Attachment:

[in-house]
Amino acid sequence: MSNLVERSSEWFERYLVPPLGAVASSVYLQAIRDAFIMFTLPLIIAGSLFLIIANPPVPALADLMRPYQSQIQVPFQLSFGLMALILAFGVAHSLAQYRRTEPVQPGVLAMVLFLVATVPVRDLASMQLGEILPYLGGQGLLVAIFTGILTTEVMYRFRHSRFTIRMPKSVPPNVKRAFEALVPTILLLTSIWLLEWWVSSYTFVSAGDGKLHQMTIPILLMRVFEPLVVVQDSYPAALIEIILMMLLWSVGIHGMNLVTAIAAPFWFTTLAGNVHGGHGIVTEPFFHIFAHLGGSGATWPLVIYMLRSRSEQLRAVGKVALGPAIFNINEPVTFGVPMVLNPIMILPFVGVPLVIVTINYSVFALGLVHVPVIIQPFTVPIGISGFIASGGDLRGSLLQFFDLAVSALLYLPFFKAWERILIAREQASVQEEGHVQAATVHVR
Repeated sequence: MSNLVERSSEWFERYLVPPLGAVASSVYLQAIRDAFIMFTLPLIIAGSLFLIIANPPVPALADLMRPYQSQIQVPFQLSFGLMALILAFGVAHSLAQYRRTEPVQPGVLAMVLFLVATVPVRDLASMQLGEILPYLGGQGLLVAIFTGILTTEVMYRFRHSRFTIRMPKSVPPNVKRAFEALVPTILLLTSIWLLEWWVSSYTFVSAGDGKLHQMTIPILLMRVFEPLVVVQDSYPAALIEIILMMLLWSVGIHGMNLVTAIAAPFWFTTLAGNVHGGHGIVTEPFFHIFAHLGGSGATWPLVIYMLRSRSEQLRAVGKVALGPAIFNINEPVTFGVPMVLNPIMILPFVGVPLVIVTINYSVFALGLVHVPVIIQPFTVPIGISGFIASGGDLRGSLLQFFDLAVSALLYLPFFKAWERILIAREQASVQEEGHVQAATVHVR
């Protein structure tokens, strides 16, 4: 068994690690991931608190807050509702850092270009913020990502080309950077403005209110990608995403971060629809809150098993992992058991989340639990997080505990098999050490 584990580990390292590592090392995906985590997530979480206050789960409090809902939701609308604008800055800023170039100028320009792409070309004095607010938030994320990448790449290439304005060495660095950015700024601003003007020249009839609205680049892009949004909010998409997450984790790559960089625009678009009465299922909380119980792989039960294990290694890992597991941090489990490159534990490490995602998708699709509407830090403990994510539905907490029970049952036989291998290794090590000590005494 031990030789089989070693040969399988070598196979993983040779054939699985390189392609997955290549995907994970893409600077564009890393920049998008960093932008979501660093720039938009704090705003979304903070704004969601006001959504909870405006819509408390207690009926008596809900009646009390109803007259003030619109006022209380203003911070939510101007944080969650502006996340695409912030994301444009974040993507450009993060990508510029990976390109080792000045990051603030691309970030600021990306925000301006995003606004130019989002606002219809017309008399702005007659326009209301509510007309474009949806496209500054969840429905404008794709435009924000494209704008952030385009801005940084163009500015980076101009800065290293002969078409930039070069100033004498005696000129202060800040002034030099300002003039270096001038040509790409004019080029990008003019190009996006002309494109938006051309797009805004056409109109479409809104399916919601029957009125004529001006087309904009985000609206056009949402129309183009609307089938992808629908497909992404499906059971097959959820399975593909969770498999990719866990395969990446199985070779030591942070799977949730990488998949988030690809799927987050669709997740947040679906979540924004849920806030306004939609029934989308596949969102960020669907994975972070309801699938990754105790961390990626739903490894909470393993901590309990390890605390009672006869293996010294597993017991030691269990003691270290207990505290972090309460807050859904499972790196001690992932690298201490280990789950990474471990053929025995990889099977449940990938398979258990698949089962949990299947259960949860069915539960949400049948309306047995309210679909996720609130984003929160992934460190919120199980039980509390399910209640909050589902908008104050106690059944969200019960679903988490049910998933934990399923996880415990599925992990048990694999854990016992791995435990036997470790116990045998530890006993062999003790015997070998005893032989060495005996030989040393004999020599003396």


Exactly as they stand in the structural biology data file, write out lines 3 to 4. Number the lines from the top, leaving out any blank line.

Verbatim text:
Repeated sequence: MSNLVERSSEWFERYLVPPLGAVASSVYLQAIRDAFIMFTLPLIIAGSLFLIIANPPVPALADLMRPYQSQIQVPFQLSFGLMALILAFGVAHSLAQYRRTEPVQPGVLAMVLFLVATVPVRDLASMQLGEILPYLGGQGLLVAIFTGILTTEVMYRFRHSRFTIRMPKSVPPNVKRAFEALVPTILLLTSIWLLEWWVSSYTFVSAGDGKLHQMTIPILLMRVFEPLVVVQDSYPAALIEIILMMLLWSVGIHGMNLVTAIAAPFWFTTLAGNVHGGHGIVTEPFFHIFAHLGGSGATWPLVIYMLRSRSEQLRAVGKVALGPAIFNINEPVTFGVPMVLNPIMILPFVGVPLVIVTINYSVFALGLVHVPVIIQPFTVPIGISGFIASGGDLRGSLLQFFDLAVSALLYLPFFKAWERILIAREQASVQEEGHVQAATVHVR
């Protein structure tokens, strides 16, 4: 068994690690991931608190807050509702850092270009913020990502080309950077403005209110990608995403971060629809809150098993992992058991989340639990997080505990098999050490 584990580990390292590592090392995906985590997530979480206050789960409090809902939701609308604008800055800023170039100028320009792409070309004095607010938030994320990448790449290439304005060495660095950015700024601003003007020249009839609205680049892009949004909010998409997450984790790559960089625009678009009465299922909380119980792989039960294990290694890992597991941090489990490159534990490490995602998708699709509407830090403990994510539905907490029970049952036989291998290794090590000590005494 031990030789089989070693040969399988070598196979993983040779054939699985390189392609997955290549995907994970893409600077564009890393920049998008960093932008979501660093720039938009704090705003979304903070704004969601006001959504909870405006819509408390207690009926008596809900009646009390109803007259003030619109006022209380203003911070939510101007944080969650502006996340695409912030994301444009974040993507450009993060990508510029990976390109080792000045990051603030691309970030600021990306925000301006995003606004130019989002606002219809017309008399702005007659326009209301509510007309474009949806496209500054969840429905404008794709435009924000494209704008952030385009801005940084163009500015980076101009800065290293002969078409930039070069100033004498005696000129202060800040002034030099300002003039270096001038040509790409004019080029990008003019190009996006002309494109938006051309797009805004056409109109479409809104399916919601029957009125004529001006087309904009985000609206056009949402129309183009609307089938992808629908497909992404499906059971097959959820399975593909969770498999990719866990395969990446199985070779030591942070799977949730990488998949988030690809799927987050669709997740947040679906979540924004849920806030306004939609029934989308596949969102960020669907994975972070309801699938990754105790961390990626739903490894909470393993901590309990390890605390009672006869293996010294597993017991030691269990003691270290207990505290972090309460807050859904499972790196001690992932690298201490280990789950990474471990053929025995990889099977449940990938398979258990698949089962949990299947259960949860069915539960949400049948309306047995309210679909996720609130984003929160992934460190919120199980039980509390399910209640909050589902908008104050106690059944969200019960679903988490049910998933934990399923996880415990599925992990048990694999854990016992791995435990036997470790116990045998530890006993062999003790015997070998005893032989060495005996030989040393004999020599003396």